Simulated Annealing with fixed block count

I am trying to reproduce the results of a colleague, who used graph-tool version 2.31 to fit a 3-block stochastic block model to a neural network. After initializing a graph, g, his code looks like this:

models = [gt.minimize_blockmodel_dl(g, deg_corr=True, B_min=3, B_max=3, mcmc_multilevel_args=dict(anneal=True)) for _ in range(10)]
best_model = models[np.argmin([model.entropy() for model in models])]

Things seem to have changed quite a bit between that version and the current version. My code for fitting the block model looks like this:

model = gt.minimize_blockmodel_dl(g,state_args=dict(deg_corr=True),multilevel_mcmc_args=dict(B_min=3,B_max=3))

But this lacks simulated annealing, which appears to be quite important, as his best entropy comes out around 9000, and my best comes out around 13000. I’ve tried adding simulated annealing as suggested in the documentation:

gt.mcmc_anneal(model, beta_range=(1, 10), niter=1000, mcmc_equilibrate_args=dict(force_niter=10))

But this doesn’t preserve the number of blocks, and I can’t find arguments to fix the number of blocks. I thought this code would accomplish something similar:

betas = np.linspace(1,10,1000)
for j in range(1000):

But it takes so long to run, that I haven’t been able to run it all the way through. How can I implement the same model fit my colleague was performing in the current version of graph-tool?

I doubt that annealing was responsible for such a large difference in description length, but in any case, to preserve the number of groups you should do:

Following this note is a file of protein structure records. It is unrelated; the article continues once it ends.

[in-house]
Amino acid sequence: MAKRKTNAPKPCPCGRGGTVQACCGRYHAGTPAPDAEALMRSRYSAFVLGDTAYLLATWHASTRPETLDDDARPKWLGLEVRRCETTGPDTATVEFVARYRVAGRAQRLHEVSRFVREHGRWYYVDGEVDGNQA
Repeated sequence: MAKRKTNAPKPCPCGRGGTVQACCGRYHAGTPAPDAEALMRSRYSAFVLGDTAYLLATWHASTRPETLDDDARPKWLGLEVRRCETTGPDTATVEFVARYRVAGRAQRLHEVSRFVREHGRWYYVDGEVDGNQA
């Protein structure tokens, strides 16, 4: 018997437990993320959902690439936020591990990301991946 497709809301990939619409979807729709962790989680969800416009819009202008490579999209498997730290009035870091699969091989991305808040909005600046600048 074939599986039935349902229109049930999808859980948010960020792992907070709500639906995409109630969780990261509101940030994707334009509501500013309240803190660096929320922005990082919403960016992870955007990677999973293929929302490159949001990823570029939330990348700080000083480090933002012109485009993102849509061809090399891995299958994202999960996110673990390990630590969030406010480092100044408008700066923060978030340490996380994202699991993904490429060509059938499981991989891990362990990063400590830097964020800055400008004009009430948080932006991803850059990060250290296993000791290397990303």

gt.mcmc_anneal(model, beta_range=(1, 10), niter=1000, 
                                                         psplit=0, d=0)))

Which is similar to the loop you did in the end. To make it run faster you have to decrease niter or force_niter. But simulated annealing is slow in general…

But as I said, I don’t believe the difference you are seeing is due to annealing. But it’s hard to say without more concrete details.

You were correct that the bulk of the difference did not come from the annealing. Turns out most of the difference was due using weighted edges vs. unweighted edges. However, after going to unweighted edges, I still consistently come out with a description length that is about 400 higher. The code you posted for the annealing worked, but I found it made very little difference. Unless the anneal argument in the old version is doing something different that’s somehow much more effective, I’m now at a loss to see what’s different between this code in graph-tool version 2.31:

model = gt.minimize_blockmodel_dl(g, deg_corr=True, B_min=3, B_max=3, mcmc_multilevel_args=dict(anneal=True))

and this code in graph-tool version 2.53:

model = gt.minimize_blockmodel_dl(g,state_args=dict(deg_corr=True),multilevel_mcmc_args=dict(B_min=3,B_max=3))
gt.mcmc_anneal(model, beta_range=(1, 10), niter=1000, mcmc_equilibrate_args=dict(force_niter=10, mcmc_args=dict(d=0,pmerge=0,psplit=0)))

Are the partitions you find any different? If you save the state with one version, and load it with the other what description length you find? Is the network directed or undirected?

This debugging would have been easier if you provided us with a minimal working example that shows the problem.